A change in the school culture takes time. It is definitely not improved overnight or even within a couple of school years. Often times the school culture can fall apart and turn negative much quicker than it can be built. As educators we need to be able to be the leaders for the students. We don't want the students to be negative, condescending, defiant, disrespectful, or feel like they are above the rules; thus, the same rules apply to the faculty and staff of the school.
1. Build Positive Relationships:
The students feed off of the faculty and staff. If you greet the students with smiles, high fives, do check-ins on how they are feeling every morning, it goes a long way. It creates a school culture that is warm, accepting, and loving. The students will be excited to come to school because they want to see their teachers, counselor, and principals! Building a positive relationship with the students not only improve the school culture, but the students will work harder. If the students like you, they are more likely to do what is asked of them, maybe with some scaffolding, but they won't be very resistant. This will ultimately not only improve the school culture but the culture in the classroom too. The same goes for adults, if you like someone, you're going to work harder for/with them.
2. High Expectations:
If you place high expectations on each other, then you are going to have a more successful team. When everyone is working hard and is held to a higher standard, it is a natural motivator. Nobody wants to look like the lazy co-worker. People thrive when being pushed to reach their full potential as an educator. Don't get me wrong, it can be stressful and difficult, to feel like you have to perform at 100% everyday, but it is a game changer for productivity and the culture of the school. I know for me the harder I see my counseling co-workers work, the more I want to help them and my students. There is an accountability for your team that goes with high expectations. If you're finding your school has a low morale, you may be the change that is needed at the school. Come up with some ideas on how to hold the co-workers accountable and your students! It is important that everyone knows that what they do, say, and how they work matters.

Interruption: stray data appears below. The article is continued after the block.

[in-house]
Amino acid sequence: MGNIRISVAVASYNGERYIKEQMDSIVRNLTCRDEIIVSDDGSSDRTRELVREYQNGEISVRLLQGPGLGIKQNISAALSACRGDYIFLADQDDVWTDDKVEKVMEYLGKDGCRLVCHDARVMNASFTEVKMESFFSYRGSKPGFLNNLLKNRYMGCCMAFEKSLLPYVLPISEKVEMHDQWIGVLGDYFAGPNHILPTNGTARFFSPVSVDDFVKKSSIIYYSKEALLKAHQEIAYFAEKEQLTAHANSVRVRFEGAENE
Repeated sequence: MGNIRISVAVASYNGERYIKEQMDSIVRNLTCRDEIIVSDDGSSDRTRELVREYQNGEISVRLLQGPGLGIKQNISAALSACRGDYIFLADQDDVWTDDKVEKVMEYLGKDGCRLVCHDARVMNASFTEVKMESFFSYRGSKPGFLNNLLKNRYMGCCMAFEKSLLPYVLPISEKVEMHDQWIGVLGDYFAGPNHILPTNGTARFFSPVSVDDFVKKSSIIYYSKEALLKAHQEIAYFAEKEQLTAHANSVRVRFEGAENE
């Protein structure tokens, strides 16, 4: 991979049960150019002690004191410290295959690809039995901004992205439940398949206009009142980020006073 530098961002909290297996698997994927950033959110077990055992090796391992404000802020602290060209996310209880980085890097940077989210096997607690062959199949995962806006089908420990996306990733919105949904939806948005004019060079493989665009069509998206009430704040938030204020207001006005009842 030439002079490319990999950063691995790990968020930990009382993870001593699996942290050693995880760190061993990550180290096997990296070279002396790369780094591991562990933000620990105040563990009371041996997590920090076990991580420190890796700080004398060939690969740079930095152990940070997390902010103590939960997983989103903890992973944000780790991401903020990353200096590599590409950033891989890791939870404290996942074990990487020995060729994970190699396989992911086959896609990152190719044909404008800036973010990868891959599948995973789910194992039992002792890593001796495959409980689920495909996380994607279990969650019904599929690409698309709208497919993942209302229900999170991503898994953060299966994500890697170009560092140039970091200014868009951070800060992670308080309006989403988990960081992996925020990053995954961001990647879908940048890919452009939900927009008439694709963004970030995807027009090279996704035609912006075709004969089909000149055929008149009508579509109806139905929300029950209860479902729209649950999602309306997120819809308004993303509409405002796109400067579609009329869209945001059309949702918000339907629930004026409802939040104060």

3. Pump Up Your Co-workers:
We have all been around a co-worker that is horribly negative and will complain about anything. As a result, it creates toxic thoughts in your head and the people around you. Well, in order to combat negativity, positivity needs to be present. At my old job, we had this thing called "Snaps." If you caught a co-worker doing something kind, witnessed a job well done, they helped you, etc. (the possibility are endless) you fill out a slip with their name and what they did. The slip was placed in a box and a couple of people typed the message up and delivered them with candy for their good work. It was such a small act of kindness but it was a great morale boost for the employees to be recognized for their hard work. If that seems like it could be too much work, compliments go a long way! This goes for students and teachers. Everyone likes to be told when they are doing good, words are powerful. Compliments make people want to work harder.
4. Follow Through:
At the beginning of the school year the rules are strictly reinforced. As the school year goes on the staff sometimes becomes more relaxed with the rules. All educators have been exhausted and are tried to pick their battles with their students. However; it is important that the rules that are being put in place for students at the start of the school year, stay the entire year. Without follow through of the rules, the students start to take control of the school, yikes!
Also, if you are a counselor and you tell a student that you are going to follow-up with them, DO IT. When you don't follow through it shows the student that you don't stay true to your word and breaks trust. It is our job to keep a good relationship and guide the students, so breaking promises or appointments can be harmful.